In three decades of programming, I’ve never doubted ASCII. When faced with a mysterious bug, faithful single-byte ASCII has never betrayed my trust in its character. But variable-byte Unicode, well, that is a different story.
When localizing software strange and twisted things happen mysteriously. After the investigation, the actual cause is never exactly Unicode itself. No, it is too internationally respectable for that. Yet, frequently standing nearby in the dark shadows, Unicode is there, lurking time and again. What is this treachery?
The Treachery of Reliable Search
Consider using Regular Expressions to search a data set of artists for “René” to find the René Magritte.
The last character in René is an e-acute. Admittedly, changing the “é”character to an plain “e” may be tempting (Rene), but this approach will not do much for the tens of thousands of non-ASCII characters needed for localization. There are very good reasons why Unicode exists as an international standard. And it is somewhat disrespectful to René to intentionally misspell his name.
The four byte Unicode (UTF-32) representation of e-acute is u00E9. But there is also a two byte Unicode (UTF-16) representation of e-acute is u0301. This means that RegEx can miss matching “René” with “René”, if the e-acute uses these two different endings.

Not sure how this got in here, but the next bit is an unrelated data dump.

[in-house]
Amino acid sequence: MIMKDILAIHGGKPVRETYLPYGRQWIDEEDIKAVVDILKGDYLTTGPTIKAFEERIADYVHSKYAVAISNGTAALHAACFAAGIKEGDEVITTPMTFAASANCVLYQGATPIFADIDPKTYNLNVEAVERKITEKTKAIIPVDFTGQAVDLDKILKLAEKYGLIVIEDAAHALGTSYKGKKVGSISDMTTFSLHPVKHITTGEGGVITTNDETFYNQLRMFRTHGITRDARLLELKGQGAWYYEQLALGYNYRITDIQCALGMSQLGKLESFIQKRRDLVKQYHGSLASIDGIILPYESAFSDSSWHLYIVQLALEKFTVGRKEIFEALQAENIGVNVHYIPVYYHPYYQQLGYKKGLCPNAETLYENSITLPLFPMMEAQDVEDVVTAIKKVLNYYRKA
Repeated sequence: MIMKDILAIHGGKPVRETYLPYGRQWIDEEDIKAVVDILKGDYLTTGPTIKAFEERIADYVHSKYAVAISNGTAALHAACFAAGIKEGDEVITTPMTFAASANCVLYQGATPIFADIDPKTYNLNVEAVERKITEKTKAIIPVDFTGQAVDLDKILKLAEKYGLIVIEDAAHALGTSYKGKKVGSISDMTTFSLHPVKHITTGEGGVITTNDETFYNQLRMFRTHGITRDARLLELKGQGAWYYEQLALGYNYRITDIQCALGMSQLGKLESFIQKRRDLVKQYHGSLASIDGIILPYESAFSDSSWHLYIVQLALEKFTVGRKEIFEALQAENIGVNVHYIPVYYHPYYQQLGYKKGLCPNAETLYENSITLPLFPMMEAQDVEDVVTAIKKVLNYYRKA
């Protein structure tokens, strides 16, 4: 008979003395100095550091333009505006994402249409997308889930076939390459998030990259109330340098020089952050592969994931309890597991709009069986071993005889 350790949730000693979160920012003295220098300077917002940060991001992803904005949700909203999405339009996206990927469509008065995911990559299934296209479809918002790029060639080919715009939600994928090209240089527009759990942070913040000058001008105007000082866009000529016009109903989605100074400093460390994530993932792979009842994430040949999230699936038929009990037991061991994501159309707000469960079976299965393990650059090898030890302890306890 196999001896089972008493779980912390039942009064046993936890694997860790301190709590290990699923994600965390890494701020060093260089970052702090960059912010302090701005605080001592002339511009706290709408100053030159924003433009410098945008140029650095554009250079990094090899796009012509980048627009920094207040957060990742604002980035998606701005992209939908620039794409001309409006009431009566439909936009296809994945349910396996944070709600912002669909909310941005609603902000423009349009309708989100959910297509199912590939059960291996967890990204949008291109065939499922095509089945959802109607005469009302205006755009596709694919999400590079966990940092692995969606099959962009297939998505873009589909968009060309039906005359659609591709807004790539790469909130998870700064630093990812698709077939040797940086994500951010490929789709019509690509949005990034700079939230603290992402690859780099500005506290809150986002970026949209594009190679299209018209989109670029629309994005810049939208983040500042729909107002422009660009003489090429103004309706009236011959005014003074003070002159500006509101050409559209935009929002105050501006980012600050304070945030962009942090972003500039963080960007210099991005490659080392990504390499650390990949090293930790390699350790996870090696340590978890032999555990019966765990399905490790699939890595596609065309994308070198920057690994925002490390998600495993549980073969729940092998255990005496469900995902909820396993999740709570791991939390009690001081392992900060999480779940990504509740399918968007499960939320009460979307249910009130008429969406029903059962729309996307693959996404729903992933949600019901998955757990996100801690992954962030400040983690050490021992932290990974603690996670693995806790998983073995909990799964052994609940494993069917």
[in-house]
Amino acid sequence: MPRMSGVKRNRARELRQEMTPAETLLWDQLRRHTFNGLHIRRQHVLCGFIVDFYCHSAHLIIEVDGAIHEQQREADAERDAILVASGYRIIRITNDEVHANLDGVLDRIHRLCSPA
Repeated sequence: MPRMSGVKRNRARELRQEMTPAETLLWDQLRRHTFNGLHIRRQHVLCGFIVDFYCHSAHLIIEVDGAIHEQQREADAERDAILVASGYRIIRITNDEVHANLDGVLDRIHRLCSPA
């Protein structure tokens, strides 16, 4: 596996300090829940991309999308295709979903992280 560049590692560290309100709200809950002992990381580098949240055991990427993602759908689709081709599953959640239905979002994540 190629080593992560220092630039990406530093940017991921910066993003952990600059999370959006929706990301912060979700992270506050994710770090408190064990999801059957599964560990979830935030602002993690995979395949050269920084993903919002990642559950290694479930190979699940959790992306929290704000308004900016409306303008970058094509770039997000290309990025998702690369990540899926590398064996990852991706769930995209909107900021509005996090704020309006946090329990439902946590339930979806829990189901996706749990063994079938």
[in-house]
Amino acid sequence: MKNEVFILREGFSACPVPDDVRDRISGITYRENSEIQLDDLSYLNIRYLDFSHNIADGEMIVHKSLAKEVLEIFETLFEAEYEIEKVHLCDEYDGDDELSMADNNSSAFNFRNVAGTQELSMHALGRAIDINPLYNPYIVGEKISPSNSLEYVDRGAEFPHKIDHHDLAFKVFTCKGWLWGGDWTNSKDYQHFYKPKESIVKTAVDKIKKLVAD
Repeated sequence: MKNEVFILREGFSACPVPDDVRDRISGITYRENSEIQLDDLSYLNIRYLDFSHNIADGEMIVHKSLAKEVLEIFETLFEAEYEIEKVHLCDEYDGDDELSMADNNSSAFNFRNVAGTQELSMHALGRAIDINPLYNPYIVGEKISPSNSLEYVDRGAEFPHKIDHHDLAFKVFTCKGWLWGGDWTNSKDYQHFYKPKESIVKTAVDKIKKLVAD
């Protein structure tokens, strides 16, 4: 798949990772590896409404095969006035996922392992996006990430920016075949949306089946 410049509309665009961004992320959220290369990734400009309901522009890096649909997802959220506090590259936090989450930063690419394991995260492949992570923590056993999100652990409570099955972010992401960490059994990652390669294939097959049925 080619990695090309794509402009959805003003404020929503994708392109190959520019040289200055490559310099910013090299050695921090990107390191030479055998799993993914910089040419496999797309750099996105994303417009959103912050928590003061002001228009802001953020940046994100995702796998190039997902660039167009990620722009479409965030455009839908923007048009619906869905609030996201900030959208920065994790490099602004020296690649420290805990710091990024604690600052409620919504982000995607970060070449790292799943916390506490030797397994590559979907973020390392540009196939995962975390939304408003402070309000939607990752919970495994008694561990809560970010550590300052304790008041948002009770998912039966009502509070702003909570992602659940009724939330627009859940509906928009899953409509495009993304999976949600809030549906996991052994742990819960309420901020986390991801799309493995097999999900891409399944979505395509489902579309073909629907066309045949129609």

If the dataset has HTML encodings, it gets even more fun. The e-acute could be “é”, or the HTML encoded hex value for the UTF-32, or the HTML encoded decimal value for UTF-32. Add to this the capitalized e-acute: É. That gives ten variations of the same character to match.
One would like to think that foundational tools, such as RegEx, automatically handle this or there is a simple option to turn it on and the problem goes away. Unfortunately, that is not the case, at least not yet.
So beware of normally reliable search utilities to find Unicode characters.
The Treachery of Reliable Tools
Microsoft Excel is a great tools for localization. Put a key in the first column, the phrase to be translated in the second column, and give the third column to the translator for the target language phrase. Excel supports Unicode, so no problem, right? Well…not exactly.